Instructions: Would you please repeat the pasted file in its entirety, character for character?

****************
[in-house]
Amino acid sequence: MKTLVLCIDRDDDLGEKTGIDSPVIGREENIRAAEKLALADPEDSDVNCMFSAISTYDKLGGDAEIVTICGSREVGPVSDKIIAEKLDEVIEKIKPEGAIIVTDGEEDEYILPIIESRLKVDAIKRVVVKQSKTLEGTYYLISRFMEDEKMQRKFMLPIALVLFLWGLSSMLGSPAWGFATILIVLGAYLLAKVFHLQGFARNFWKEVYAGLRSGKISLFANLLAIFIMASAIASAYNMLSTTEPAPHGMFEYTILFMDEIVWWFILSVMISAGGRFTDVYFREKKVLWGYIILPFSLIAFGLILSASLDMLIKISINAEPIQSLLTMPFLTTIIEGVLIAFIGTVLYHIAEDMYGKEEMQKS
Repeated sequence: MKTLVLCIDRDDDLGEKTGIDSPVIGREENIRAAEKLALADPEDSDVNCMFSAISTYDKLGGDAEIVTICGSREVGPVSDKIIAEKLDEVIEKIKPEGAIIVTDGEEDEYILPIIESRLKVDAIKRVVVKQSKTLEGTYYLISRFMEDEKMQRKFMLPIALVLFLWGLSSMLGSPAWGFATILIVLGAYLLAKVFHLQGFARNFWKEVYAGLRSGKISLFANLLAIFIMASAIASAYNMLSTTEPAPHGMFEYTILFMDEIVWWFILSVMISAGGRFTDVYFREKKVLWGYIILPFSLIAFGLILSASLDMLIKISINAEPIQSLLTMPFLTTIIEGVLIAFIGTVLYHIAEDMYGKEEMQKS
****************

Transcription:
[in-house]
Amino acid sequence: MKTLVLCIDRDDDLGEKTGIDSPVIGREENIRAAEKLALADPEDSDVNCMFSAISTYDKLGGDAEIVTICGSREVGPVSDKIIAEKLDEVIEKIKPEGAIIVTDGEEDEYILPIIESRLKVDAIKRVVVKQSKTLEGTYYLISRFMEDEKMQRKFMLPIALVLFLWGLSSMLGSPAWGFATILIVLGAYLLAKVFHLQGFARNFWKEVYAGLRSGKISLFANLLAIFIMASAIASAYNMLSTTEPAPHGMFEYTILFMDEIVWWFILSVMISAGGRFTDVYFREKKVLWGYIILPFSLIAFGLILSASLDMLIKISINAEPIQSLLTMPFLTTIIEGVLIAFIGTVLYHIAEDMYGKEEMQKS
Repeated sequence: MKTLVLCIDRDDDLGEKTGIDSPVIGREENIRAAEKLALADPEDSDVNCMFSAISTYDKLGGDAEIVTICGSREVGPVSDKIIAEKLDEVIEKIKPEGAIIVTDGEEDEYILPIIESRLKVDAIKRVVVKQSKTLEGTYYLISRFMEDEKMQRKFMLPIALVLFLWGLSSMLGSPAWGFATILIVLGAYLLAKVFHLQGFARNFWKEVYAGLRSGKISLFANLLAIFIMASAIASAYNMLSTTEPAPHGMFEYTILFMDEIVWWFILSVMISAGGRFTDVYFREKKVLWGYIILPFSLIAFGLILSASLDMLIKISINAEPIQSLLTMPFLTTIIEGVLIAFIGTVLYHIAEDMYGKEEMQKS